That's unfortunately true, Rob. If I look back at my mother's old gas range, made by a company called Chambers, reliability problems were virtually non-existent. The same cannot be said, however, for today's electronics-laden appliances.
You are right about the whole unit not being protectable with GFI. The 110 VAC fan makes it unfeasible to protect with a single GFI device. You are also 100% correct that an internal GFI on just the 220 VAC burners would work well, but how would you package it? No one would want customers calling repairers to reset the internal GFI.
Industrial trade shows, like Design News' upcoming Pacific Design & Manufacturing, deserve proper planning in order to truly get the most out of them as marketing tools. Here's how to plan effectively.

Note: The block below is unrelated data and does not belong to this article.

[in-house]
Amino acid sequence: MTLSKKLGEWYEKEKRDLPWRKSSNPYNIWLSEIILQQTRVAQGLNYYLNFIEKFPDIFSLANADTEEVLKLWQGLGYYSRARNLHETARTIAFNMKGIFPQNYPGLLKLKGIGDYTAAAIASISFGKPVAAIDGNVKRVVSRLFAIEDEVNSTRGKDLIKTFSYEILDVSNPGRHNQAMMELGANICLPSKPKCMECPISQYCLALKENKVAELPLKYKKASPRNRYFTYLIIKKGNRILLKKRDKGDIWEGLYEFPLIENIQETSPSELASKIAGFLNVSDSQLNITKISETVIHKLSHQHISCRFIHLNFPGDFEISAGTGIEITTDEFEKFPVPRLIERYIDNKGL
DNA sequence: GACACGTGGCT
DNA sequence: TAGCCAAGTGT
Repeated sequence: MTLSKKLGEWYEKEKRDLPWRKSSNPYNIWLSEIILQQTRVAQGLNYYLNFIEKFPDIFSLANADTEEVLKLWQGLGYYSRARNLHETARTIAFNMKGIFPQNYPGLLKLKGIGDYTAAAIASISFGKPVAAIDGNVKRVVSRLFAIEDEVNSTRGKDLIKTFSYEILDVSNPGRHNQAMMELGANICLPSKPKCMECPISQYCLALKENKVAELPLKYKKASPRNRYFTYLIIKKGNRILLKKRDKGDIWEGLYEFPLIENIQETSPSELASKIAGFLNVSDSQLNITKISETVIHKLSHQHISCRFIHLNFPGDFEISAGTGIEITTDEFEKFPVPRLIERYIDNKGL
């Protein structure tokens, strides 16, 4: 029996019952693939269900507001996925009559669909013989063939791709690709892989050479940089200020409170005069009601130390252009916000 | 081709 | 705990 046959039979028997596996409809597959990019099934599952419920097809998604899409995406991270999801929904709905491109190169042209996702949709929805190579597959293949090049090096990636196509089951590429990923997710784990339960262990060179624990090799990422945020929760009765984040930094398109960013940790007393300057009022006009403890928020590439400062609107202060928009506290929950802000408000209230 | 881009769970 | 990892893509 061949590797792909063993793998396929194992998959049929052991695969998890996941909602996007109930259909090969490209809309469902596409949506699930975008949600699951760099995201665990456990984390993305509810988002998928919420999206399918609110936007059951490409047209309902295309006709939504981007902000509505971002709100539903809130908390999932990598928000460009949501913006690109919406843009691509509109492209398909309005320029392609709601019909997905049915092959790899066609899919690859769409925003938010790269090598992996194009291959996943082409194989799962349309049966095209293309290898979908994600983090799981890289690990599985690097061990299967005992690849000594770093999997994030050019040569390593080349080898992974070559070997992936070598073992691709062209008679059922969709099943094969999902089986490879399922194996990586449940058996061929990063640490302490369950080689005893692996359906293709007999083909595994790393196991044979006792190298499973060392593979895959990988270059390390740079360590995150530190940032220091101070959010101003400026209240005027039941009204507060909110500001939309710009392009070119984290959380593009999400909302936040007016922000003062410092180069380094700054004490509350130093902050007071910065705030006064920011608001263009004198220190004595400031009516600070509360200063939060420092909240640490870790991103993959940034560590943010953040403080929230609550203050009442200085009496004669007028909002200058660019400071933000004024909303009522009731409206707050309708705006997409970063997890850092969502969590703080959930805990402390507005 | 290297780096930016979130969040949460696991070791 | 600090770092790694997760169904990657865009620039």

The series now can interface with a wider array of EtherNet/IP-compliant hardware across many industrial sectors, including factory automation systems, plastic injection molding apparatus, and materials-handling equipment.
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